19
RM, I agree that the way a lot of folks have reacted to the Chicks has been idiotic. Not a fan of it. But I just chuckle whenever the Chicks try to portray themselves as noble warriors against censorship and oppression. Actually, I chuckle whenever ANYONE acts like being countered, or even ridiculed, for their opinion/position on a particular issue is somehow censorship. Folks that argue that are either effete, lazy idiots (not up to the burden of defending their own opinion) with no understanding of free speech or history, or manipulative, lying partisans (that's true of both sides of the political spectrum, BTW).

I think there are folks that think this little tempest in a teapot is the same as the Civil Rights Movement. They see bulldozers rolling over Dixie Chicks CDs, or see stations refusing to play their records, and think that's somehow the same as brownshirts burning books or Waffen SS shattering shop windows. It's not. One is private expression, the other is state repression. I don't believe in any slippery slope crap either - I don't see the former leading to the latter. I think we control our own destinies, and that as a people we are perfectly capable of discerning between the two.

That's all I'm talkin' 'bout.
 

BKM

Cyburbian
Messages
6,463
Points
29
Just like artists who claim that not receiving a government grant (or even better yet, a grant from some large corporation) is somehow "censorship." They are perfectly entitled to their Christ-picture-covered-wth-scat-from-an-AIDS-patient, just not at the taxpayers' expense.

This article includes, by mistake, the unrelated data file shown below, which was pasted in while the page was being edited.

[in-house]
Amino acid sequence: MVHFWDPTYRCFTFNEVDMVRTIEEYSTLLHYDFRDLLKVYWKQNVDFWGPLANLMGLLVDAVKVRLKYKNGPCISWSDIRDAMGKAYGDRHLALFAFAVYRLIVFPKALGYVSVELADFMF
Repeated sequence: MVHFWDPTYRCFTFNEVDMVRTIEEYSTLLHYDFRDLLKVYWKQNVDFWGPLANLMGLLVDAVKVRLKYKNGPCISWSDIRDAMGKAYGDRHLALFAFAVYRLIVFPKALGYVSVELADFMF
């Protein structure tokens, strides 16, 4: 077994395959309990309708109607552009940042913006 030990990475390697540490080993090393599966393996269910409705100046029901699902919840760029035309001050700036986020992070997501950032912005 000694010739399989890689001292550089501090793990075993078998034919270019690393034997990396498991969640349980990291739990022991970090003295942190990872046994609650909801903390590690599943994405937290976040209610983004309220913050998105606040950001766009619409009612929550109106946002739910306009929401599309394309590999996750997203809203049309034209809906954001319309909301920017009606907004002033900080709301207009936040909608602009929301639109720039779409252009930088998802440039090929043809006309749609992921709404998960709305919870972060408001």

Budgie

Cyburbian
Messages
5,270
Points
30
I might be wrong

I don't usually play "stereotype" cards, but I think SGB's summation that 3/4 of the audience didn't have a clue what was actually taking place has merit. Would this percentage play across all audiences or would cluelessness be more prevelant in fans of the "country music" genre? I grew up on bluegrass and can appreciate their abilities as musicians. But I think the current "hipness" of NASCAR, Pick-em' up trucks (with plastic bed liner) and the over commercialization of "dime a dozen" country music "stars?" has brought in a bunch of "pop" culture seekers, who wouldn't know a political message if it kicked them in the ass. Most of these morons have trouble consolidating the recent popularity of Shrub and the popularity of the Dixie Chicks, thus we have boycotts. I guess in America everyone has the right to remain ignorant. Hell, there's a male country music "star" on the cover of Redbook this month. I'm sure Johnny Cash would have loved to appear on Redbook in the late 60's. What a joke.
 
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SGB

Cyburbian
Messages
3,388